JIM MIDDLETON: But is the case that unlike Hu Jintao himself with Jiang Zemin, he doesn't have someone from the past looking over his shoulder and that makes a difference about the quality and the nature of decision making?
ROBERT KUHN: Again, I am not sure that that really matters in terms of that position, because what matters is the substance, not the form. That position can have substance or it can have form.
The key is in China is the composition of the Standing Committee of the Politburo. That
s the real power in China. Westerners look at the Standing Committee, they see right now it's nine, tomorrow it will be seven, individuals and it looks like the American cabinet and the British cabinet and the Australian cabinet where the president can arbitrarily hire and fire whoever he wants capriciously. Not the case.
Each individual is a complete power in his own right. They have equal votes, the president of the country head of the party Xi Jinping, general secretary, is the first among equals and he still only has one vote. Everybody has their own portfolio and they only report to the collective. That's the real power.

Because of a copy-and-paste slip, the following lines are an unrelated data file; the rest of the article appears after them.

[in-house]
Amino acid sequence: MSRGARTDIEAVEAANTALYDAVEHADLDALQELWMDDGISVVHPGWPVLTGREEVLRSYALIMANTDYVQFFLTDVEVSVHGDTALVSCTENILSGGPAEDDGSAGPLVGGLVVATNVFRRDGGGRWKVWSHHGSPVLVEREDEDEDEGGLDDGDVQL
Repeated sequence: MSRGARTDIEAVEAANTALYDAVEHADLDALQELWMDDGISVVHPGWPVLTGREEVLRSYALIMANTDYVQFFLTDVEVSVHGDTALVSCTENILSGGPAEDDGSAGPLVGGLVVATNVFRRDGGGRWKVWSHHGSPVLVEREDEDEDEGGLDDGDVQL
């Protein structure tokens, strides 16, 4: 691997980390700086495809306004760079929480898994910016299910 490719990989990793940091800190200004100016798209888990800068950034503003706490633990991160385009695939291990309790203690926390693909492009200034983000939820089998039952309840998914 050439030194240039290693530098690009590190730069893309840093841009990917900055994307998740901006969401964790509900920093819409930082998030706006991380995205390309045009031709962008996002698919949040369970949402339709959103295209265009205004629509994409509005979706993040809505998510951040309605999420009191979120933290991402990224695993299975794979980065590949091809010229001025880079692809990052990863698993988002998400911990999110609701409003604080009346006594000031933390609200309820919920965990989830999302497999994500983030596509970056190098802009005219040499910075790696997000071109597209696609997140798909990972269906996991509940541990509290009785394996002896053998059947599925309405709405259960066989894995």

So who you have there in terms of your mentees, what the coalitions are, how that works; that's the real power.
JIM MIDDLETON: Is it your instinct or your sense from your association with Mr Xi that he is by instinct a reformer, or a steady as you go guy, or, and also rather I should say, will he have around him the Standing Committee that enables China to follow the course that he would like?
ROBERT KUHN: Good. Very important questions.
My view of Xi is that he really understands China and in all my conversations with him he had a deep understanding - he actually helped me understand China when I was writing my books the way I should look at it. So that's number one. He not a radical reformer in any way but he does appreciate, for example, private business. He ran Zhejiang province. And if you look at the common standing members, the majority, maybe six out of the seven have run two or more major provinces or major municipalities. All of which are the equivalent of middle or large-sized European countries in terms of population and even now in terms GDP (Gross Domestic Product).
So it's a remarkable collection of individuals who have had tremendous executive, CEO responsibility for running what are in essence major countries. And so when they get together it's group that will be supportive of what's needed for China, that I believe.